“How do you mean?” asked the blonde.

“Her records. They stop. Out of the blue. No one knows why. You don’t. I don’t. No matter how hard we look, it’s as if she disappeared off the face of the earth after age 12.”

“Maybe she phoned home,” muttered Samos sarcastically, “and the mother ship came and got her.”

His partner elbowed him harshly.

Just then, a lithe brunette walked in, holding a receiver.

“Telephone,” the woman said. “I don’t know who it is.”

The man looked at his watch. “I have work to do, Little.”

“He said all he needed was a few minutes,” Little replied coolly.

The boss sighed and took the phone.

“Sir?” came the crackling voice on the other end of the line.

“What is it? I’m a busy man, so make it quick.”

“I think I have your girl.”

Silence. “You do?”


The woman was looking at him curiously. “Excuse yourself, Little,” White Suit commanded.

“As you wish, sir.”

After she had left, White Suit looked around to make sure no one else was looking. Seeing that he was alone, he continued. “I’ve done some research on a particular girl. She may or may not be the girl you have in mind, but she’s very promising. Found at sea where a SUPPOSED meteor landed the same night as a UFO was seen. She does seem like our prime suspect. Yet her records seem to stop after age 12.”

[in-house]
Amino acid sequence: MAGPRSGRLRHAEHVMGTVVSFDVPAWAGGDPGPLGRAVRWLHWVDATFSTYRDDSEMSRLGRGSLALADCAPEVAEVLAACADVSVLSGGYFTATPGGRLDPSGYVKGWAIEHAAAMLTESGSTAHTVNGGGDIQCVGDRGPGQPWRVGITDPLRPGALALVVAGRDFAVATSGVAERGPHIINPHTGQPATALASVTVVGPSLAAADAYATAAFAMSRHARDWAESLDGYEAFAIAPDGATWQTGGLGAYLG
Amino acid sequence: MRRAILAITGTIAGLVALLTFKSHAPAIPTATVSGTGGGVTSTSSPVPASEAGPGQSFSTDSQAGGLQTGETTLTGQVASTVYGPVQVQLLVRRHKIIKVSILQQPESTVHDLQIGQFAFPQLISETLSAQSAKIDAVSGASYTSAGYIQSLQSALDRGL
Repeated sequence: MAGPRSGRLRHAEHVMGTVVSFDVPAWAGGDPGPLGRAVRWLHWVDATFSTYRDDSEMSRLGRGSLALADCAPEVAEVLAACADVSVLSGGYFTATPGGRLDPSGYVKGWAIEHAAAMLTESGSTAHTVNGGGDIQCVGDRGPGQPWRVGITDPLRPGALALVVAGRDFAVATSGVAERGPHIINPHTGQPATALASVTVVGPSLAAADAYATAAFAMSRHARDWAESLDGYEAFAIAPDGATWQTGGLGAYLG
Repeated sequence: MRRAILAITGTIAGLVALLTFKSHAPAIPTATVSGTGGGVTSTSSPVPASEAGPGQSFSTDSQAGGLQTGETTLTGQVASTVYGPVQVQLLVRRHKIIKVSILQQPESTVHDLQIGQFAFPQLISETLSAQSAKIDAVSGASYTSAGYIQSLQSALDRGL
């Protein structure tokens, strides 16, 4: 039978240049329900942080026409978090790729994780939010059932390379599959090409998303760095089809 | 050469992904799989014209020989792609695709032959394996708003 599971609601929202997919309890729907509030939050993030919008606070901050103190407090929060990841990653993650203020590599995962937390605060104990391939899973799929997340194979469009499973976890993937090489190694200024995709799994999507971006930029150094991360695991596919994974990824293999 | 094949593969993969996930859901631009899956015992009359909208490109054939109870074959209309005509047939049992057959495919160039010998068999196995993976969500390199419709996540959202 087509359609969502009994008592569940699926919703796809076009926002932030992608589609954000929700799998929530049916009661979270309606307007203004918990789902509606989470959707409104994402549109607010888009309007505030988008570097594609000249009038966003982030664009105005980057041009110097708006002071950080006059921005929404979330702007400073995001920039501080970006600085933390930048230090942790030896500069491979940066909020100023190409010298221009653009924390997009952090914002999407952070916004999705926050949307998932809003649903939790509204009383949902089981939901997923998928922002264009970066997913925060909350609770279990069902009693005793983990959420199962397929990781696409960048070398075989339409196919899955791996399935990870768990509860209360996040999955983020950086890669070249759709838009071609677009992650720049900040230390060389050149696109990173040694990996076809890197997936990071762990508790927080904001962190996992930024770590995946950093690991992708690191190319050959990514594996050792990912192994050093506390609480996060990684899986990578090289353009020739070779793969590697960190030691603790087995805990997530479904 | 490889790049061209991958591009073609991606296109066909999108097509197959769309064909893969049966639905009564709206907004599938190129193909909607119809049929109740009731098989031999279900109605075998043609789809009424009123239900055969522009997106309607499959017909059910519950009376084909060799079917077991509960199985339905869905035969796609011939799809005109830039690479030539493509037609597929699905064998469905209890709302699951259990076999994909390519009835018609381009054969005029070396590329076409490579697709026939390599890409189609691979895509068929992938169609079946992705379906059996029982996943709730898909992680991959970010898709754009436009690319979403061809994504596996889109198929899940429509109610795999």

“Then that’s the very same girl.” The voice on the other end dropped down to a hushed, confiding tone. “I can get you the rest of the way. I know all about her. And I’m willing to make a deal with you.”

“What’s your deal?” Samos leaned in, surprised. His partner gasped.

“I’ll tell you everything you want to know IF when you catch her, YOU give me the credit for her discovery.”

“That’s a lopsided deal, young man.”

“Okay, half credit. That’s as low as I go.”

“How about a line at the end of the article?”

“Do you want this girl or don’t you?”

The boss sighed. “Half credit. Now where is she?”

“Well, this is it,” Jason said flatly. He and Brett were standing outside of the main elevator, where Dianne had said she’d meet them.

“The moment of truth,” Brett agreed.

“Time to find out if we’re living with a beauty…”

“…or a beast,” Brett finished.

Then Dianne spoke those fateful words. “Boys, I would like you to meet your new sister.”

Out of the elevator stepped a shortish girl with dark brown, curly hair, a full bust, and green eyes. Her expression was completely blank. In fact, it was rather too blank for Brett’s taste.

“Doesn’t she look like she’s gonna be a barrel of laughs,” Jason muttered.